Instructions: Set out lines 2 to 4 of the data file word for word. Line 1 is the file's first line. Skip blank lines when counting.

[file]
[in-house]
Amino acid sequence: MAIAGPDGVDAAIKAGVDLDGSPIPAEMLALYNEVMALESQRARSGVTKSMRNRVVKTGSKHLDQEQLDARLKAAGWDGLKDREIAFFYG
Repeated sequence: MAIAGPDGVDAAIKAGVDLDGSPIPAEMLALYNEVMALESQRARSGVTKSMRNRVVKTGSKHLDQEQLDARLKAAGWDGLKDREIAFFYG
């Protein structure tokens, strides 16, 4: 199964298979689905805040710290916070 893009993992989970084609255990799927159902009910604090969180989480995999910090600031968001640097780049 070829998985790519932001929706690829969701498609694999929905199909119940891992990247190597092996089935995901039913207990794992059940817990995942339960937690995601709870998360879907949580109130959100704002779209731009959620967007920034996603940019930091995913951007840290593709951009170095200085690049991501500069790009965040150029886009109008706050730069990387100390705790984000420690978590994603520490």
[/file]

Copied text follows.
Amino acid sequence: MAIAGPDGVDAAIKAGVDLDGSPIPAEMLALYNEVMALESQRARSGVTKSMRNRVVKTGSKHLDQEQLDARLKAAGWDGLKDREIAFFYG
Repeated sequence: MAIAGPDGVDAAIKAGVDLDGSPIPAEMLALYNEVMALESQRARSGVTKSMRNRVVKTGSKHLDQEQLDARLKAAGWDGLKDREIAFFYG
């Protein structure tokens, strides 16, 4: 199964298979689905805040710290916070 893009993992989970084609255990799927159902009910604090969180989480995999910090600031968001640097780049 070829998985790519932001929706690829969701498609694999929905199909119940891992990247190597092996089935995901039913207990794992059940817990995942339960937690995601709870998360879907949580109130959100704002779209731009959620967007920034996603940019930091995913951007840290593709951009170095200085690049991501500069790009965040150029886009109008706050730069990387100390705790984000420690978590994603520490």